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Steve Nowicki to Students: Achievement Is an Invitation
Editor's Note: Steve Nowicki is dean of undergraduate education at Duke. The following address was delivered Wednesday at the undergraduate convocation in Duke Chapel.
Durham, NC - Thank you, Mr. President, and welcome, Class of 2016! Before I start, let me ask a favor of you. You see, I want to send a "tweet" about you and need to include a picture. So everyone smile and, on three, shout as loud as you can: "Let's go Duke"!
Now give me just a second to send this tweet: "At Convocation w/#Duke2016 who are #AWESOME!" OK, sent. Let's get started.
A remarkable thing happened about two weeks ago, an accomplishment that was the culmination of an extraordinary amount of inspiration, intelligence, and hard work. A one-ton robot-with-wheels reached Mars after racing for eight months through interplanetary space, arriving at a speed of about 13,000 mph and then somehow landing on the surface of that planet seven minutes later, exactly where planned and with only the gentlest of bumps. Just consider what had to happen for this roving laboratory to have made it there safely!
Landing softly on Mars is particularly hard because the atmosphere is too thin for parachutes alone, but at the same time the air is too thick to land with rockets alone. So NASA had to use a whole bag of tricks, beginning with a parachute to grab ahold of what atmosphere there is, followed by a rocket-powered backpack that took over when the parachute had done as much as it could. And then -- because all this still wasn't enough -- a sky crane, of all things, was used to gently lower the rover, named Curiosity, the last 20 yards to the surface. This landing required the entry vehicle to change its shape -- like a Transformer -- six times in seven minutes, it needed the largest supersonic parachute ever built to work perfectly without having been fully tested, it required 76 different rockets and explosive devices to fire at just the right time, and it needed more than half a million lines of computer code to allow the robotic rover to handle all of this on its own. What an extraordinary achievement!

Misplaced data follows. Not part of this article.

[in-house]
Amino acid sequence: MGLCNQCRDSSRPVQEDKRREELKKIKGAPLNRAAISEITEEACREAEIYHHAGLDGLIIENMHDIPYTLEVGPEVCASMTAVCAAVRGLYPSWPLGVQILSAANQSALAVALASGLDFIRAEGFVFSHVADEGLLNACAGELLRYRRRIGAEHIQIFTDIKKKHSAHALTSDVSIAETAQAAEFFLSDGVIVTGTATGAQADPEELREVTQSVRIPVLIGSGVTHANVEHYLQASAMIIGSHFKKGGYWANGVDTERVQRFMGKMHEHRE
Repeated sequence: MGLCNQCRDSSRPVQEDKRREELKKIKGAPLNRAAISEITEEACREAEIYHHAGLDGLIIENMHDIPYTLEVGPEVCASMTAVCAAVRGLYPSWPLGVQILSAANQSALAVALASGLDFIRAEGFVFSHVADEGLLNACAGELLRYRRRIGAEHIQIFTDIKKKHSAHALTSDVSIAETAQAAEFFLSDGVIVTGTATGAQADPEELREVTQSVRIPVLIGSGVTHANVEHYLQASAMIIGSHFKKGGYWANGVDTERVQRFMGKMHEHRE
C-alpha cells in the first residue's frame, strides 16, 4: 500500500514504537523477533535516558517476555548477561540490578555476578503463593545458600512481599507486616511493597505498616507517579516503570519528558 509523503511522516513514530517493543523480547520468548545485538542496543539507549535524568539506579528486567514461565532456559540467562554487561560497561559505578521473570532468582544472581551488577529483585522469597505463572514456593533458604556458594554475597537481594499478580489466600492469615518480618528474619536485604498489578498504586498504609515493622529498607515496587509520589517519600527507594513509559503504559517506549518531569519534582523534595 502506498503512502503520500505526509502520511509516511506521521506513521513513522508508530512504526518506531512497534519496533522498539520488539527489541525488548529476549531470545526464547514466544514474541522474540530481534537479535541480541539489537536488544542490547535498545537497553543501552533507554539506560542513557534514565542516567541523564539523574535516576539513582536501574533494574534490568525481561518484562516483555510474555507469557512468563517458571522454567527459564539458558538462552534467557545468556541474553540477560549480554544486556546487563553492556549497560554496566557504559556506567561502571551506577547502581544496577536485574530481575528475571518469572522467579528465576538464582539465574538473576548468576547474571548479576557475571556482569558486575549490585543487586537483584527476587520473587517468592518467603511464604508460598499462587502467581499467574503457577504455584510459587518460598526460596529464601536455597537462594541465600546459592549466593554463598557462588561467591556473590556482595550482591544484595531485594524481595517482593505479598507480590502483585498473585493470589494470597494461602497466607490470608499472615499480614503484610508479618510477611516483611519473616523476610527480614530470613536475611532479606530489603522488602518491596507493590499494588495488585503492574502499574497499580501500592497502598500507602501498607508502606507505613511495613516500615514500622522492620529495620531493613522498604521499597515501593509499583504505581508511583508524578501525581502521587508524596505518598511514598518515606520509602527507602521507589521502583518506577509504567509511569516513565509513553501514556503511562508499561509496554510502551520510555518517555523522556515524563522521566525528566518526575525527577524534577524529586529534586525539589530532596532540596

Your arrival here at Duke, while perhaps not fraught with the same technical challenges, is also a remarkable achievement, and also the culmination of an extraordinary amount of inspiration, intelligence, and hard work. In this country alone, over 4 million kids went to high school the same time you did; the number world-wide is of course much, much larger. About 32,000 of those kids eventually applied to Duke. And here you are, only seventeen hundred of you -- a vanishingly small percentage of people your age around the world â sitting here today, making up Duke's distinguished Class of 2016. You didn't have to travel 350 million miles (although I know some of you came quite far!) and you didn't have to slow from 13,000 mph to zero while plunging through the atmosphere to land on East Campus. But you did have to work for years -- diligently, creatively, and intelligently -- to have made it here. Like the landing of Curiosity on Mars, your arrival at Duke is a remarkable achievement and one worth celebrating.